Finally, a cluster of CNN models at the 109 training stations (Fig. 2) is constructed based on the above CNN design. Each CNN model’s weights are independent and should not share with other stations because every station has its own features, including geographic location, distances from radars, and terrain height. Each CNN model was trained on the Intel Xeon CPU E5-1650 v2, using the TensorFlow 2 framework. It only took 30 min to complete 200 epochs for training at each station, and most of the CNN models only required 50–150 epochs to reach a minimum of the validation loss for learning this task and getting the optimal weight. The performance of the CNN cluster is described in section 3.

d. Producing gridded QPE product

The gridded QPE product is demanded to increase the QPE’s practicability of weather forecasting for hydrometeorology use, such as calculating the average rainfall in certain river basins. This study proposes two gridded QPE products based on the CNN clusters, which have been trained at the 109 rain gauge sites, to provide 2D rain maps. As mentioned in section 2a, data from 57 independent stations are prepared to verify the performance of the two gridded QPE products. It is worth noting that what we do here is to conduct QPE based on the radar CFAD at each point rather than simply doing interpolation according to the QPEs at nearby rain gauges. It is hypothesized that each of the trained CNNs is representative of the nearby area, and using the radar observation of each point could better reflect the fine-scale rainfall features. Moreover, if the rainfall at the 57 independent stations can be accurately estimated, we can argue that rainfall estimates at every grid point are useable.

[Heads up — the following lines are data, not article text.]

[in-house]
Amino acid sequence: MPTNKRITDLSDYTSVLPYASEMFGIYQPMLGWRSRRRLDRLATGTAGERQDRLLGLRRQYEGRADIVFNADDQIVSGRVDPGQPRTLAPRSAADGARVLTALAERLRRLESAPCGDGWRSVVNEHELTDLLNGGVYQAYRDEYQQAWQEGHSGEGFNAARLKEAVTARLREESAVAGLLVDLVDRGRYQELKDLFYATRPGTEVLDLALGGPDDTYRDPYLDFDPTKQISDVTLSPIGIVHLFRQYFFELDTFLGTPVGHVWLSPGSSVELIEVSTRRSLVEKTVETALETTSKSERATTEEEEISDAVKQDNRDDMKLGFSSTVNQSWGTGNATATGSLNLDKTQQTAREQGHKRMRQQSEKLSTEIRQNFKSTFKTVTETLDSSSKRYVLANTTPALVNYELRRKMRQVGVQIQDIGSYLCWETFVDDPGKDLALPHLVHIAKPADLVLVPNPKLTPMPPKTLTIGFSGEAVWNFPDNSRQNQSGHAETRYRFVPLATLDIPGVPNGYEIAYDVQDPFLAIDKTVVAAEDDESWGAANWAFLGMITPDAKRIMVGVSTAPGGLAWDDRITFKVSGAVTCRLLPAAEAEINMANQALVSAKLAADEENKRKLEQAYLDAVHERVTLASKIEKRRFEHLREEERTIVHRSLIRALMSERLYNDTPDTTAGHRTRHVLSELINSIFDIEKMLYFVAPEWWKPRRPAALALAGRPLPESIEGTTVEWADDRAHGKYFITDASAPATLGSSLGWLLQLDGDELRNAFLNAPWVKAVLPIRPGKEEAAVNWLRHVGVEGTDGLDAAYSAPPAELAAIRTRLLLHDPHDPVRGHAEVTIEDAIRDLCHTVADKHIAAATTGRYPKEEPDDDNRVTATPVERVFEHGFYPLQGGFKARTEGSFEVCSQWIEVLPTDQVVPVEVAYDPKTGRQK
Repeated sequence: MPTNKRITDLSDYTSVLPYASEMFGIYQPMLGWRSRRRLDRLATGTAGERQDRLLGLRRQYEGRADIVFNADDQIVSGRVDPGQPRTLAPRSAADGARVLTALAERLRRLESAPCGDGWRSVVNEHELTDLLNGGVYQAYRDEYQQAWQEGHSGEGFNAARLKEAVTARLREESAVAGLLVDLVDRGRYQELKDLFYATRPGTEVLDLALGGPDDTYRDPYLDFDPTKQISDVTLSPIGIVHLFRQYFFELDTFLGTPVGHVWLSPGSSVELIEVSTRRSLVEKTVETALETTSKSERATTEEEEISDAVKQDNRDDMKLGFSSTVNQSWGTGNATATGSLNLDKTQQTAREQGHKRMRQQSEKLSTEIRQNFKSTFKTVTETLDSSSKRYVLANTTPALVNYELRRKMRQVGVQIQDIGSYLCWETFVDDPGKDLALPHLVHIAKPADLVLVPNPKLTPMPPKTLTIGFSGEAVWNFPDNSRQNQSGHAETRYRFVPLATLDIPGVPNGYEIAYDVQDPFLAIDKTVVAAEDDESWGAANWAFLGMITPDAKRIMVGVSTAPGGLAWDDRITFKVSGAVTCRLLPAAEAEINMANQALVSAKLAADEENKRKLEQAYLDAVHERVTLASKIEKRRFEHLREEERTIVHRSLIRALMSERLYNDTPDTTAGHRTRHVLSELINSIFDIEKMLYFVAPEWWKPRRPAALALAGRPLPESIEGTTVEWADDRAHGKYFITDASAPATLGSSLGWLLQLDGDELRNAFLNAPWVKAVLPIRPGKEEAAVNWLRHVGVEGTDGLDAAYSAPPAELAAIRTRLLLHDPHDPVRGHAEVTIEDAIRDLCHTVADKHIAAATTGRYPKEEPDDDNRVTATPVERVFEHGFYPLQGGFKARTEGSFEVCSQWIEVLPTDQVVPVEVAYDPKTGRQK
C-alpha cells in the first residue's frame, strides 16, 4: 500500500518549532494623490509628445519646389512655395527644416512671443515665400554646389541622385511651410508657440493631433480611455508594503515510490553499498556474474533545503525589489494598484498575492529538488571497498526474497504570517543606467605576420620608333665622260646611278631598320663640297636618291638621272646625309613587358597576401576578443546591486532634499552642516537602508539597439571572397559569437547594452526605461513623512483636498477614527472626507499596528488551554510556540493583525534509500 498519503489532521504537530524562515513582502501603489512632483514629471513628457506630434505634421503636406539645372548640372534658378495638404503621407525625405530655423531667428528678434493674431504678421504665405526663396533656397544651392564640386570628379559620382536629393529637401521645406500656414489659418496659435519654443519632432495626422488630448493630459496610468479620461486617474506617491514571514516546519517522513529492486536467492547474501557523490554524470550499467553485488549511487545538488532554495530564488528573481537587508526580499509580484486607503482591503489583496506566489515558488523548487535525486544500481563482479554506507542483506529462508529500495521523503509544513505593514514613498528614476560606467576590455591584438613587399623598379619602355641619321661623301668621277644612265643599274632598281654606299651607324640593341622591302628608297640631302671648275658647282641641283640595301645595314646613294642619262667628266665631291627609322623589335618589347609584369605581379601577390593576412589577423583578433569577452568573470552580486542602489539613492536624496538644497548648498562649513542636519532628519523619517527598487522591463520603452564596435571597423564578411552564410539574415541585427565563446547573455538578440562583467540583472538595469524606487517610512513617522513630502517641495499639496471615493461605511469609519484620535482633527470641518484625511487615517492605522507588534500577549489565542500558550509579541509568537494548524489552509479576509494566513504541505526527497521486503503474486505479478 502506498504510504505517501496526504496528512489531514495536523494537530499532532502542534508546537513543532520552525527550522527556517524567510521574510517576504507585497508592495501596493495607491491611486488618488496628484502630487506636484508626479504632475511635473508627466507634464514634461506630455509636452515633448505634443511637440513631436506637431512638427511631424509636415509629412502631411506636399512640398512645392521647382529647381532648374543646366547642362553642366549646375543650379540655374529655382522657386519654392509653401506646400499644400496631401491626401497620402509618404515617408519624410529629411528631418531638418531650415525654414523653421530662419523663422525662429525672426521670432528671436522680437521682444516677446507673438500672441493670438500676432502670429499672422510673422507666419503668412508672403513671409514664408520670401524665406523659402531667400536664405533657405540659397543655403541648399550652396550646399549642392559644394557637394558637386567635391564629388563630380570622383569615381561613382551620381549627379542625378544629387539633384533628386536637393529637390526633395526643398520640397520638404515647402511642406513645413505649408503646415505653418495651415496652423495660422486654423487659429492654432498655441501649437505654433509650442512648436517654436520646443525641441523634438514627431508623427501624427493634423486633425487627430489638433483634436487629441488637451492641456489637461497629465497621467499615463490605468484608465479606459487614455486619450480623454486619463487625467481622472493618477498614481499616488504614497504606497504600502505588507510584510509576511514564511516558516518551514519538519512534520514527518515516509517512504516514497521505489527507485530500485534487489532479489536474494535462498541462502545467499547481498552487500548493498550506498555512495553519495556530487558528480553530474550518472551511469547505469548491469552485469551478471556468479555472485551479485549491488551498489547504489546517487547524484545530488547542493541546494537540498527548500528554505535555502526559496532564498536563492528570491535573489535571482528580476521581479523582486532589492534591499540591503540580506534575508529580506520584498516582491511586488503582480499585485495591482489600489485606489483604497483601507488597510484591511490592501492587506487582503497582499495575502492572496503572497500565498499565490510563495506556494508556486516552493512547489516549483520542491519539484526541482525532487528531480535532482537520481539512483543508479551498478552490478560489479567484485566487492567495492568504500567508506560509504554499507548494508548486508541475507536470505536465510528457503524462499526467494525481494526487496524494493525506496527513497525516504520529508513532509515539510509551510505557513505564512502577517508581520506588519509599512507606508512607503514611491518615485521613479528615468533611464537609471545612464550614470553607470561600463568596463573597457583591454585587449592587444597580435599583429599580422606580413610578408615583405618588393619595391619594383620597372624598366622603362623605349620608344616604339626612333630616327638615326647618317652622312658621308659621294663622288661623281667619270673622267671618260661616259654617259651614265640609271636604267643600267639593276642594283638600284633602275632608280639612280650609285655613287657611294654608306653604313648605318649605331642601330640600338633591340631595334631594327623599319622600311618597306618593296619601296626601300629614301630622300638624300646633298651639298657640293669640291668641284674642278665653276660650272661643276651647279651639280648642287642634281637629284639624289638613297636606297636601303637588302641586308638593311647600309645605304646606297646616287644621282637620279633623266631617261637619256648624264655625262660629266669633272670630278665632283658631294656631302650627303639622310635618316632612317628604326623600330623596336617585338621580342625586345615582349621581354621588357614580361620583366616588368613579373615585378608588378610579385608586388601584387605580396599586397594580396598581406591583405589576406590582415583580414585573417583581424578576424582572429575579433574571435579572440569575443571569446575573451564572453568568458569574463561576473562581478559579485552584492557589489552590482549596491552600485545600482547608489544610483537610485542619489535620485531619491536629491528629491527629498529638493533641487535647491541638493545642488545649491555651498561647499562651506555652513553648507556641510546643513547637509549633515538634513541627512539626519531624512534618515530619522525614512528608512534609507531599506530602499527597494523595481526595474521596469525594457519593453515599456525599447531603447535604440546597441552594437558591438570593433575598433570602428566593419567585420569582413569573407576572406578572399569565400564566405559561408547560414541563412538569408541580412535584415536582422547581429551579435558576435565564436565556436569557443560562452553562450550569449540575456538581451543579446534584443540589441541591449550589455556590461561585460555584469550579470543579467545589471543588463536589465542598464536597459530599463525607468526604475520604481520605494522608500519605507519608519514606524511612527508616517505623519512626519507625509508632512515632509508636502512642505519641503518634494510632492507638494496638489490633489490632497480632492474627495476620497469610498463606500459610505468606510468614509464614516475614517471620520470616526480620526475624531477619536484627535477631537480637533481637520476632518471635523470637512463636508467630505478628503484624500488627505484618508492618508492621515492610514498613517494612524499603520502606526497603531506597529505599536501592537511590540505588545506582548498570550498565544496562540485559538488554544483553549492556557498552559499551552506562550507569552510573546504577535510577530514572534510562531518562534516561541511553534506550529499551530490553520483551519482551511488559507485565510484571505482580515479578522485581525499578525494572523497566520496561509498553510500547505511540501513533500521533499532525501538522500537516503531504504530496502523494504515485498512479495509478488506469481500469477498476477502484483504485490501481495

The first method is the nearest-station method. Assuming that the CNN of the nearest station has similar precipitation characteristics to the target location, this method uses the target point’s CFAD as input and feeds it into the CNN of the nearest station to get the QPE. As illustrated in Fig. 2b, this method utilizes the CFAD at the independent station (Fig. 2b, red star) and feeds it into the CNN of the nearest training station C. The advantage of this method is that it is easy to operate and effectively utilizes the CFAD at each target grid point.

The second method is the three stations blending method. This method feeds the target point’s CFAD into the CNNs of the three nearest stations and integrates the results based on the inverse distance weighted interpolation (IDW; Bartier and Keller 1996). As shown in Fig. 2b, utilizing the CFAD at the independent station (red star) as the input for the three nearest CNNs (station A, B, and C) and combining the three rainfall estimates with the IDW leads to the final QPE.

The IDW interpolates the information into the target point using a weighting function inversely proportional to the square of the distance, defined as
Ai=k=131rik2×Okk=131rik2,
where Ai, Ok, and rik represent the hourly rainfall at the target point, the observation, and the distance between the target point and the observation. Although this method is more comprehensive than only considering the nearest CNN, it would smooth the extreme rainfall.
On the other hand, two additional baseline methods plotting 2D rain maps are used for verifying our gridded QPE products: R(Z) relation and Cressman method (Cressman 1959). Both R(Z) and Cressman methods have been used at CWB. The R(Z) was the basic method for producing radar QPE in the operational QPESUMS. The Cressman method is one of the most common operational objective analyses for interpolating rain gauge observations into a 2D rain map. The equation of the Cressman method is
Ain=Fin1+k=1NWik×(OkFkn1)k=1NWik,